At the time, McQueen had finished a lucrative starring role in Irwin Allen's The Towering Inferno, and he began to set his sights a little higher. Perhaps it was his marriage to Ali MacGraw, or perhaps his age that might have made action parts a bit more risky and feel less authentic, but whatever it was, McQueen used his star clout to have produced this adaptation (by Arthur Miller, no less, based on his 1950's version written during the McCarthy era) of Henrik Ibsen's play, short on action but featuring McQueen in very much the "rebel" role. But unlike any he had played before.
Dr. Thomas Stockmann (McQueen) and his wife Katherine (Bibi Andersson) host a dinner party for the Mayor of the town, who happens to be his brother Peter (Charles Durning) and Hovstad (Michael Cristofer), editor of the town paper, The People's Messenger. Although it's a social occasion, everyone has an agenda. Mayor Peter wants Thomas to not support the rumor going around town about the town baths being contaminated even though he is the Kirsten Springs Municipal Baths chief medical officer. Thomas is having the water tested as he feels the health of the town is his responsibility, whatever impact it may have on the town's economy, which is dependent on the popular attraction remaining in operation. During dinner, Stockmann receives a post showing that the suspicions are correct—the baths are a health risk and should be shut down, pending an investigation. The editor is excited to print the news in his latest edition. The Mayor, Stockmann's brother, is not pleased.
The next day, it is all excitement. Stockmann is visited by the editor and publisher of the Messenger, who pledge their paper's support with extensive coverage and even more investigation as to how the location for the Baths allowed it to be taking in polluted water from a local tannery. They want to expose the corruption of the government system. And, as if on cue, the Mayor pays a visit on his brother. He tells Stockmann that if he pursues his investigations, he will bring about the ruin of the town for the sake of his own self-righteousness, and that he will do everything in his power to stop him, even if it involves his family. He is, after all, the one who got him the position on the board in the first place.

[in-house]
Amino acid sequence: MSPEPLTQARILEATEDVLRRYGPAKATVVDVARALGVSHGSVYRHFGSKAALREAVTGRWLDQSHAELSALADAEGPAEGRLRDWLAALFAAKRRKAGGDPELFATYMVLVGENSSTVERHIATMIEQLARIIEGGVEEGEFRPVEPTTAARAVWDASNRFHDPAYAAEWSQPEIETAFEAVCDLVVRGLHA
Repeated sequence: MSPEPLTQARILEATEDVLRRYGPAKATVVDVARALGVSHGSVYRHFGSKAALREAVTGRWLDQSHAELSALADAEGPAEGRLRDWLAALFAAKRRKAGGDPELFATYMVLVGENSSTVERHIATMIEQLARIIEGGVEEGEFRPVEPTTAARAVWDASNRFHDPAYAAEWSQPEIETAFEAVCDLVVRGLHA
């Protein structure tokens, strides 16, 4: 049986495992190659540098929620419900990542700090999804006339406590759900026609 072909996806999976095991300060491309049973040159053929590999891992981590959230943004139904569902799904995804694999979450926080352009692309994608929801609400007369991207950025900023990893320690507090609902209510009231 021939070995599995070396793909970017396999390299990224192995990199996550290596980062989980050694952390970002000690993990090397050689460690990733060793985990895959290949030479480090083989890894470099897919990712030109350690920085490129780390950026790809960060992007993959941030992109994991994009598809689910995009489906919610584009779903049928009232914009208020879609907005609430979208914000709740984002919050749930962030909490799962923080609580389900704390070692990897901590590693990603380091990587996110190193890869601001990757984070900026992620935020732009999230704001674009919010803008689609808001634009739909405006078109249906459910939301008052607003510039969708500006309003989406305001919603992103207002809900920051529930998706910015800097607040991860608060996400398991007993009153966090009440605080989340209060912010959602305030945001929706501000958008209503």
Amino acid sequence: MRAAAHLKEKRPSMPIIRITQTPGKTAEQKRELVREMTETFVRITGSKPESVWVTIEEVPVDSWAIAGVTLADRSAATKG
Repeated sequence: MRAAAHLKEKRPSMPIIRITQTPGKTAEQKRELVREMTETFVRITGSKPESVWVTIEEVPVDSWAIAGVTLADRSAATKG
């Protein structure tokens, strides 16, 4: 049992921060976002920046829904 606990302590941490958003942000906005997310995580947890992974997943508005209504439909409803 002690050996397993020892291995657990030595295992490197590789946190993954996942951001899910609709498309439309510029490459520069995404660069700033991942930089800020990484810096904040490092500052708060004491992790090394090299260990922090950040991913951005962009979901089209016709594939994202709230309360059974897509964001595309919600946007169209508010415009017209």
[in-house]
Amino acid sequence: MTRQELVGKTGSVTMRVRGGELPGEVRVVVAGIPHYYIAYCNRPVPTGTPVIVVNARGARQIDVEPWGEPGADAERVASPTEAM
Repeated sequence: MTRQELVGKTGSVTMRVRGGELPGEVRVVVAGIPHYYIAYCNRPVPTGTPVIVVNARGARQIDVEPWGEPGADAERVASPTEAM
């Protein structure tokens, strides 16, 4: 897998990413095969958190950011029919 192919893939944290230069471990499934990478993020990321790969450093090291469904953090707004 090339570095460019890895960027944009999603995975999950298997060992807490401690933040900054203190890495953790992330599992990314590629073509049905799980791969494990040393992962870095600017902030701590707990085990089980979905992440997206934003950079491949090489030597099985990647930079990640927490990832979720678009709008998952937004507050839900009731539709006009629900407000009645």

Stockmann is adamant, however, and will do the right thing for the sake of the community. How much good will it do the people to be poisoned by the health baths—what will that do to the economy? But, he is surprised that, when he pays a visit to the offices of the Messenger, that the editor and publisher (Richard Dysart) are now suddenly reluctant to report the doctor's findings, and in fact, will be running an article by the Mayor trumpeting the safety of the Baths and emphasizing their importance to the economy of the town. Undeterred, Stockmann decides to hold a public meeting at which he'll personally give his report and inform the citizenry that for their own good, the Baths must be shut down.
Public meetings always go so well.
But then this was fifty years before the phrase was coined "no good deed goes unpunished."Ibsen's play is extraordinarily contemporary, with its theme of the whistle-blower going up against "the system," that "system" being implacable and turning on them before you can say "As you know, Amity means friendship," and the steadfastness of allies when they're only tangentially involved without self-interest. The fidelity of the press to the truth is far too often based on its profit margins and who's in charge of that newspaper. The people's right to know is outweighed by their right to stay in business. Or be allowed "access." We can argue all day about the efficacy of that term "rights," but the individual interpretation of them extends to how far one's own rights are interfered with. No matter who thinks that doesn't apply to them.
Ibsen was ahead of his time in his cynicism. Not only in his doubts about institutions like government, business, and the press, as here, but also in people, singularly and collectively. All of the individuals in "An Enemy of the People" act in their own self-interest, even Stockmann, whose idealism masks an arrogant and naive hubris. He thinks he can turn things around by merely being right about his suspicions and is equally guilty of "stonewalling" as his brother and the publisher.
But Ibsen's harshest criticism is for "the wisdom of the tribe," or (to put it less kindly) "mob rule." As Winston Churchill put it "democracy is the worst form of government...except for all the others." As Lincoln put it "you can fool some of the people all of the time and all of the people some of the time" and that foolishness comes in waves of rumor and gossip and superstition and greedy self-interest (and "fad" diets, don't forget "fad" diets). If, every election cycle, democracy shows America at its best, it also shows it at its most cretinous—even "loon" candidates get support...for whatever unfathomable reason. "The mob" just can't be trusted to make the right decision at the right time, especially when the information it's being fed is biased and self-interested, the very definition of any candidate.The same cannot be said in the time of McQueen. Even though two competing films were made of Ibsen's "The Doll House" in 1973 (one starring Jane Fonda and the other Claire Bloom), "mob rule" played its own hand in the distribution of this film. It was filmed in August of 1976, but was not released until late 1978 and even then in only two key cities for awards-consideration. Despite an ad campaign from Warner Brothers emphasizing McQueen and his role in it, the movie went virtually unreleased throughout the rest of the country. It was not released to home video until 2009, twenty-nine years after the actor's death.